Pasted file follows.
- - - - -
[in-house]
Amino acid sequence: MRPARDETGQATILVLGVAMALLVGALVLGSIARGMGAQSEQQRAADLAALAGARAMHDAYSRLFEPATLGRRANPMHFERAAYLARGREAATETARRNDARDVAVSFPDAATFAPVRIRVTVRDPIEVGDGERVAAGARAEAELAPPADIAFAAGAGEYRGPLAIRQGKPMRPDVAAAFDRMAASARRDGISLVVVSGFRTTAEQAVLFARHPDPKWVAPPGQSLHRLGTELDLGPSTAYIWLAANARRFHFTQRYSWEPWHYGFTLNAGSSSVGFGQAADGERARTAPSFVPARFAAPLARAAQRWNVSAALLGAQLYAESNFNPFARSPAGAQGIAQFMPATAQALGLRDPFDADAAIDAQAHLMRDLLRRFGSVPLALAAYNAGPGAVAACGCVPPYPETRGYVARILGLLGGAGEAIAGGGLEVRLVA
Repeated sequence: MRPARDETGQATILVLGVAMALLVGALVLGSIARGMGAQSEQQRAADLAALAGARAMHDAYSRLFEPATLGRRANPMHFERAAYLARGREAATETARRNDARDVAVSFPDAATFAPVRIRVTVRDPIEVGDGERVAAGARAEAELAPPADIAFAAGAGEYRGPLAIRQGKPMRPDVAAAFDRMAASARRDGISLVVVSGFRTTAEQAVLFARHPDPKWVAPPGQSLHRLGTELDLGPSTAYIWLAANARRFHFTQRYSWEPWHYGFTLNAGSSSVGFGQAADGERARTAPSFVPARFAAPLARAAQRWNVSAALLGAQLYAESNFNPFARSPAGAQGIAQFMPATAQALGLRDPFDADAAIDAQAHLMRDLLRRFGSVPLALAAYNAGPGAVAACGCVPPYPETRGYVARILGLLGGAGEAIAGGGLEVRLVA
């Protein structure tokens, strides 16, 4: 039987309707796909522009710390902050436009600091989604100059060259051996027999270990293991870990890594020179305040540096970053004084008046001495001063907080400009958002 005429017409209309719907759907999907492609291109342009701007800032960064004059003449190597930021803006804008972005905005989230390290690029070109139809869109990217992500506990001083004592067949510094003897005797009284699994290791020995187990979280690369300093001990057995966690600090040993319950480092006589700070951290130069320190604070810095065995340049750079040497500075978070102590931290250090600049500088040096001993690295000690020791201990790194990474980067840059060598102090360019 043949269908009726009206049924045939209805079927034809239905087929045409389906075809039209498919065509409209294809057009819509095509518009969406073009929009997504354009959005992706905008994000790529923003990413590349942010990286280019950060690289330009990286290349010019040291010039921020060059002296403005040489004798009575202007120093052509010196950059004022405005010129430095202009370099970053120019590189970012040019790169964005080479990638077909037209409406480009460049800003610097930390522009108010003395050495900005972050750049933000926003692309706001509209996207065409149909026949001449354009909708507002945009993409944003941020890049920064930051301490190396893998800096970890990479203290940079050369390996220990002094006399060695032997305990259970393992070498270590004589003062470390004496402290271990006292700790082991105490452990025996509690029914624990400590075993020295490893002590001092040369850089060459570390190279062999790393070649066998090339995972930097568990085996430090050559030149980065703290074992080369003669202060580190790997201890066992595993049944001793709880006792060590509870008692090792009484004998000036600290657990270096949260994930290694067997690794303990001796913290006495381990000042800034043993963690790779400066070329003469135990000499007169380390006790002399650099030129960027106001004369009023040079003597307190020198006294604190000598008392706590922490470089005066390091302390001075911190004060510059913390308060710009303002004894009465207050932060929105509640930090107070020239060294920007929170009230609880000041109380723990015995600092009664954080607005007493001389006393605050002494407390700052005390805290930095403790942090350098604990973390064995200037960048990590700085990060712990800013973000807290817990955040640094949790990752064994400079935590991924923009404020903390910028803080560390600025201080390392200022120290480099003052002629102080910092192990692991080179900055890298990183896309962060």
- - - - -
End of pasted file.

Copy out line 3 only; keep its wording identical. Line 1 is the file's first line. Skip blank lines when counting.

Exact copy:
Repeated sequence: MRPARDETGQATILVLGVAMALLVGALVLGSIARGMGAQSEQQRAADLAALAGARAMHDAYSRLFEPATLGRRANPMHFERAAYLARGREAATETARRNDARDVAVSFPDAATFAPVRIRVTVRDPIEVGDGERVAAGARAEAELAPPADIAFAAGAGEYRGPLAIRQGKPMRPDVAAAFDRMAASARRDGISLVVVSGFRTTAEQAVLFARHPDPKWVAPPGQSLHRLGTELDLGPSTAYIWLAANARRFHFTQRYSWEPWHYGFTLNAGSSSVGFGQAADGERARTAPSFVPARFAAPLARAAQRWNVSAALLGAQLYAESNFNPFARSPAGAQGIAQFMPATAQALGLRDPFDADAAIDAQAHLMRDLLRRFGSVPLALAAYNAGPGAVAACGCVPPYPETRGYVARILGLLGGAGEAIAGGGLEVRLVA